I haven’t used a phone book in years. Years! I can hardly even remember life before Google. A while back I tried to opt out of my phone book delivery service, but still that enormous heavy tome of wasted paper kept arriving on my doorstep. So I recycled it, like a good green steward, but plopping that massive stack of totally-untouched paper into the bin . . . it still felt wasteful.

So I resubmitted my opt-out, and then got to work thinking of what I could do with the phone books I’d accidentally gotten. Here’s what I came up with:

1. Use the pages to wash your windows and mirrors. Just like newspaper, this is the best method for achieving a streak-free finish.

2. Turn the pages into envelopes. You can find a ton of cool tutorials for folding your own envelopes, and they add such a charming touch of DIY flair to a little gift or hand drawn card.

recycled-paper bow3. For a bigger, fancier present, you can make DIY gift toppers like lovely bows or fancy flowers.

4. Speaking of flowers, a paper bouquet of roses is, well, pretty dang amazing.

5. You can also turn phone book pages into leaves, like this lovely “newspaper leaf” garland. It’s a season-appropriate decoration these days, and makes a great craft project for children, too.

6. There are tons of paper crafts that are ideal for that thinner, newsprint-y type of paper. For example papier mache, or origami, or paper beads. Each of these can be skewed “beginner” or “master” depending on your skill level. Just Google around for tutorials.

cat in front of fireplace7. Paper is paper, and any balled-up paper makes an excellent fire-starter. Keep your phone book near your hearth this winter.

8. If you’re planning a move, keep your phone book to use for wrapping your breakable items. Balled-up paper makes great packing material. This can come in handy for mailing holiday gifts, as well.

9. Use the pages as mulch if you need to prepare a plot of land for gardening. Just spread a layer of paper over the area, then pile on the wood chips or other groundcover. It’s not only free, but very effective. (I speak from experience as a San Diego-area gardener.)

10. Lots of home composters end up with disproportionate ratios of “greens” to “browns.” Phone book pages will work great for the oft-sought after “browns” (don’t worry about the ink, soy is the standard these days). You can also add the pages, shredded, to your worm bin.

11. Although it’s most often done with newspaper, you can also use phone book pages to make seed starter pots. So hold onto it for next spring.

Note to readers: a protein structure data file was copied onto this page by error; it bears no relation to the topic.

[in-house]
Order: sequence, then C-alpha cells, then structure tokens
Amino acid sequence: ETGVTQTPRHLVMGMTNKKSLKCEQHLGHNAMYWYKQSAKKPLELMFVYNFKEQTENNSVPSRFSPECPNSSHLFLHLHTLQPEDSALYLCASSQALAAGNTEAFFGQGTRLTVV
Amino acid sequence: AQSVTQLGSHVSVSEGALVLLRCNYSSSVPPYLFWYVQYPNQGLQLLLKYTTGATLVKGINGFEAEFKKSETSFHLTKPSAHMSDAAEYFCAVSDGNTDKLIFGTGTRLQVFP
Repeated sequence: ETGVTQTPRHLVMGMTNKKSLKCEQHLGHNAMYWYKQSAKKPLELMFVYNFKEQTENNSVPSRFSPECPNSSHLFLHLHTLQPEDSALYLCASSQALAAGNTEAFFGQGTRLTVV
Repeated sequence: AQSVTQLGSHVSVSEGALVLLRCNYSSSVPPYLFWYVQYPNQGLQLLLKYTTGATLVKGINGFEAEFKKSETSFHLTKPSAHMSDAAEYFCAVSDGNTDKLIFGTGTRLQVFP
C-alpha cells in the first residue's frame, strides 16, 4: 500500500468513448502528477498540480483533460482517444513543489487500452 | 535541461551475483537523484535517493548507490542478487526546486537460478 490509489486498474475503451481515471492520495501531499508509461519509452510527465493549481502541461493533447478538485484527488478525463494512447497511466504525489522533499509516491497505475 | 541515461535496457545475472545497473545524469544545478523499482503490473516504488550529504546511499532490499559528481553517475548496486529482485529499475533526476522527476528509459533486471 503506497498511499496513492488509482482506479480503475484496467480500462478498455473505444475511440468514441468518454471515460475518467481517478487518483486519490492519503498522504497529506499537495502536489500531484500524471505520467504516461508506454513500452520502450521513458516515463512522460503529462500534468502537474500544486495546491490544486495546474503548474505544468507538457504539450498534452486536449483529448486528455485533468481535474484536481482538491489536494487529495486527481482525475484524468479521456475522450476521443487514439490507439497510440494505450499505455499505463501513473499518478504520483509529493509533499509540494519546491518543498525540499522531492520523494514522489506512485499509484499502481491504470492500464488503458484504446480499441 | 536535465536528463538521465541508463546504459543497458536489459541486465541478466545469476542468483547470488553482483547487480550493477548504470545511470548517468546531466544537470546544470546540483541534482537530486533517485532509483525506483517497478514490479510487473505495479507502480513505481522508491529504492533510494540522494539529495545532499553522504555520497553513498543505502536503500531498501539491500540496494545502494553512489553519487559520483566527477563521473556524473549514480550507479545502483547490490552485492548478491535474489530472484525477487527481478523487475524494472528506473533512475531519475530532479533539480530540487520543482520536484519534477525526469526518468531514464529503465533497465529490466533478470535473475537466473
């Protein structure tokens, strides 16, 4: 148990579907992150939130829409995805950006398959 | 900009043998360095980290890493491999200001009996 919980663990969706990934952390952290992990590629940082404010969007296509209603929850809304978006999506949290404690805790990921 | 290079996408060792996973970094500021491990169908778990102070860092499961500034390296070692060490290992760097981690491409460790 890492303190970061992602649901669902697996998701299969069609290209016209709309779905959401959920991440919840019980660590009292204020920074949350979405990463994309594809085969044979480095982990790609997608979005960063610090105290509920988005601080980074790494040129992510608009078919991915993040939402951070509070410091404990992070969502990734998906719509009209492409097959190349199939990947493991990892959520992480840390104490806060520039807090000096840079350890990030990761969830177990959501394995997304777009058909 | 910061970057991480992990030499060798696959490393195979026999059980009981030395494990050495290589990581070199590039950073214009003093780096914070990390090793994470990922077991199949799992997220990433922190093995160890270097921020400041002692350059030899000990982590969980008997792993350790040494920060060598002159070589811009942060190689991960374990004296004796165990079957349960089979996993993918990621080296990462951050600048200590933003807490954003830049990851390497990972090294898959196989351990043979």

12. I love the shape of this easy-peasy “Flower Power” pencil holder.

13. One of my all-time favorite projects is the secret book safe. You could totally do this with a phone book and no one would ever think to look inside, since nobody ever uses phone books anyway!

14. This summer I got really into pressing flowers, and I plan to start again next season. A phone book makes a pretty excellent flower press. You can also press leaves (like the incredible colored ones that are abundant these days) in there.

15. A phone book is the right height and size to give your toddler the little boost that he may need to join the family at the table. Cover the book in cotton batting and fabric, or save a step and use a cool vintage quilt. Instant booster seat.

16. If you’re an exerciser, you can use a phone book to augment your workout. They make great aerobics “steps” or yoga blocks.

17. And finally, you might want to keep one in the car in case you ever have to change a tire on uneven terrain or on uneven concrete. You can use the phone book under the jack to straighten it out. Just modify the height by flipping the pages.

And there you go, a wide range of ideas to suit every lifestyle. So please make good use of that last phone book, and then go here and OPT OUT!

Sayward Rebhal originally wrote this story for Networx.com. It is reprinted with permission here.

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fireplace: najjie/Flickr

17 creative ways to reuse your phone book
You can do more than recycle an unwanted phone book. How about some paper bows, origami or gardening material?